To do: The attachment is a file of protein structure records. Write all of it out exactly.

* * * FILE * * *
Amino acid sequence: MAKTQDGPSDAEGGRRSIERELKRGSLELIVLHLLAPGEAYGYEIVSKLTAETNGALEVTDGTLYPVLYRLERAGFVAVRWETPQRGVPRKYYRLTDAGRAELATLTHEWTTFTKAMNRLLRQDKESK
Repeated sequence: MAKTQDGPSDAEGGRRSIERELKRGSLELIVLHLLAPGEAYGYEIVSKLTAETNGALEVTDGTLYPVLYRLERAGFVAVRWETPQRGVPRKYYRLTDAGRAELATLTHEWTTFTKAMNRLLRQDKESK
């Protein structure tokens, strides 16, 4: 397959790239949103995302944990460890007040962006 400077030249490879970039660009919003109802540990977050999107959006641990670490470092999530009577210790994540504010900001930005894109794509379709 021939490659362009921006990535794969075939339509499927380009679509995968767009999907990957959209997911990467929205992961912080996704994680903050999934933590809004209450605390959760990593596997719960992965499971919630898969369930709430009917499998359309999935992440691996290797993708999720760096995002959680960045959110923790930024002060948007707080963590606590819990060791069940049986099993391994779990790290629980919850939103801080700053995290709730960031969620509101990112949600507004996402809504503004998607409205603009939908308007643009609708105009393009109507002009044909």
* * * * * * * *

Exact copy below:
Amino acid sequence: MAKTQDGPSDAEGGRRSIERELKRGSLELIVLHLLAPGEAYGYEIVSKLTAETNGALEVTDGTLYPVLYRLERAGFVAVRWETPQRGVPRKYYRLTDAGRAELATLTHEWTTFTKAMNRLLRQDKESK
Repeated sequence: MAKTQDGPSDAEGGRRSIERELKRGSLELIVLHLLAPGEAYGYEIVSKLTAETNGALEVTDGTLYPVLYRLERAGFVAVRWETPQRGVPRKYYRLTDAGRAELATLTHEWTTFTKAMNRLLRQDKESK
């Protein structure tokens, strides 16, 4: 397959790239949103995302944990460890007040962006 400077030249490879970039660009919003109802540990977050999107959006641990670490470092999530009577210790994540504010900001930005894109794509379709 021939490659362009921006990535794969075939339509499927380009679509995968767009999907990957959209997911990467929205992961912080996704994680903050999934933590809004209450605390959760990593596997719960992965499971919630898969369930709430009917499998359309999935992440691996290797993708999720760096995002959680960045959110923790930024002060948007707080963590606590819990060791069940049986099993391994779990790290629980919850939103801080700053995290709730960031969620509101990112949600507004996402809504503004998607409205603009939908308007643009609708105009393009109507002009044909």